Thursday, November 5, 1998 Published at 15:32 GMT
'Miner's holiday' proves popular
Mining: "A Soviet-era industrial monster"
By James Coomarasamy in the coal mining heartlands of Upper Silesia
The countries of Eastern Europe are queuing up to try to get into that rich man's club - the European Union. Poorer European countries like Ireland have shown how much prosperity EU membership can bring.
But membership comes at a price and Poland is starting to pay it - restructuring its huge coal industry ready to join the EU in a few years' time.
Vital Valinsky, of the local mining chamber, says the effect on the area will be devastating.
"In this region, at this time, we've got more than 200,000 people working for the coal mining industry. And in other adjacent industries, like manufacturing of machinery and equipment for the coal mining industry, it takes more than half a million people. And, with their families, it creates a huge problem for us."
The government is addressing the problem. In the newly-created mines' employment bureau, workers learn about the 'miner's holiday' - a redundancy package promoted by posters of smiling ex-miners standing on a beach. It consists of a generous cash payment and incentives to find work or set up businesses. And so far it's proving popular.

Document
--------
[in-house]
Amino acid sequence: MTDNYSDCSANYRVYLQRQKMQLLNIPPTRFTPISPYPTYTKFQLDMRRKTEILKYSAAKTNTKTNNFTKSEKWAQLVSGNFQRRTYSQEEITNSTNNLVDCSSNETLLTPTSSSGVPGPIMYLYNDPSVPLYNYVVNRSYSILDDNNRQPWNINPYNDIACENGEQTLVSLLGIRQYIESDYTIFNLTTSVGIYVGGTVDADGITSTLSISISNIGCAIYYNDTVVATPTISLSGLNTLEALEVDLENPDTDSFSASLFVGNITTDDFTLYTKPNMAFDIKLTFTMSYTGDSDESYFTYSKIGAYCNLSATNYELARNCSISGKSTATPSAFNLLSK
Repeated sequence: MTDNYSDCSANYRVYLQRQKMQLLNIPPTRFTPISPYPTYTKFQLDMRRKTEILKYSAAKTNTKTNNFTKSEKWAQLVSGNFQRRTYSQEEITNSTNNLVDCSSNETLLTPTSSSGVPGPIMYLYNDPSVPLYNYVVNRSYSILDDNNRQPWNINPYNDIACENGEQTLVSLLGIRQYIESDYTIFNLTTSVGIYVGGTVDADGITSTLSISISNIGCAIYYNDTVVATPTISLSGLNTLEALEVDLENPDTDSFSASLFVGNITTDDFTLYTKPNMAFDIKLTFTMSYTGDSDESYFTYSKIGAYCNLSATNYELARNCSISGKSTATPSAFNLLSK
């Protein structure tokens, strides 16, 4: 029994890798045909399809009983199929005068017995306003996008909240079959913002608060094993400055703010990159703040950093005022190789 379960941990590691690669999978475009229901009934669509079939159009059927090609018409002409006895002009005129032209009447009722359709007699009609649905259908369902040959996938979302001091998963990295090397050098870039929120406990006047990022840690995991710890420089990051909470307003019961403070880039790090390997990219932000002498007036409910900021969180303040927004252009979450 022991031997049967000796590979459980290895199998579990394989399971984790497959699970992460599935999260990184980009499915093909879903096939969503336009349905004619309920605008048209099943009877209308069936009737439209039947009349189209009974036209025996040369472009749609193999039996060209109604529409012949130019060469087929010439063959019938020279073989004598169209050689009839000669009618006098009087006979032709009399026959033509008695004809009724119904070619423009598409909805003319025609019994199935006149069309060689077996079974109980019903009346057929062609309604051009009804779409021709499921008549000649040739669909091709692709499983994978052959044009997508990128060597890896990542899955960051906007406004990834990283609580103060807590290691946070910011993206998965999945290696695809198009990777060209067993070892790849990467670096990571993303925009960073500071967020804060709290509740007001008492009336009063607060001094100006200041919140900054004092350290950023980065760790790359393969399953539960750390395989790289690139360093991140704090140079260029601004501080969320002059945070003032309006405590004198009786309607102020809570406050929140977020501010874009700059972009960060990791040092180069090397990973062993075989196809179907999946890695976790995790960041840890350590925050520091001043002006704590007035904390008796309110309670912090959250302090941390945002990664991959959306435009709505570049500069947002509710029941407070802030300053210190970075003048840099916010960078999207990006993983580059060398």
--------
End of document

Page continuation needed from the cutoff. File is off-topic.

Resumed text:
"Of course, the package could have been much better. But this is what the government offered. Poland is entering the European Union, and half of us had to go. I've taken the money and I don't regret it."
There have been some protests, by those less confident of transferring their skills. But so far, they have been few and far between. The Solidarity-led government overseeing the changes is being given the benefit of the doubt by the workers who elected it.
No repeat of Britain
It is all a far cry from Britain, where mining reforms in the 1980s brought deep political and social conflict.
John Strongman, the World Bank official in charge of Poland's mining reforms, says: "Britain in the 1980s - there were essentially very different views, very different objectives, very forcefully held by the different stakeholders. If you look back in Poland, there's been a process of eight or nine years now, in terms of talking or proposing plans, as far as coal restructuring is concerned. Many of the unions, I think almost all of the workers and their families, much of the community now in Upper Silesia, very much see the need for the reforms to take place."
Mr Strongman has been in Silesia to view progress, and he likes what he sees. It could mean a billion-dollar loan from the Bank, to help cushion the long-term effects.
In the mines, then, the verdict is so far, so good. The mining reforms may have some way to go, but Poland has finally taken a sword to one of its Soviet-era industrial monsters. It's a fight it can't escape from. And, at the moment, it's holding its own.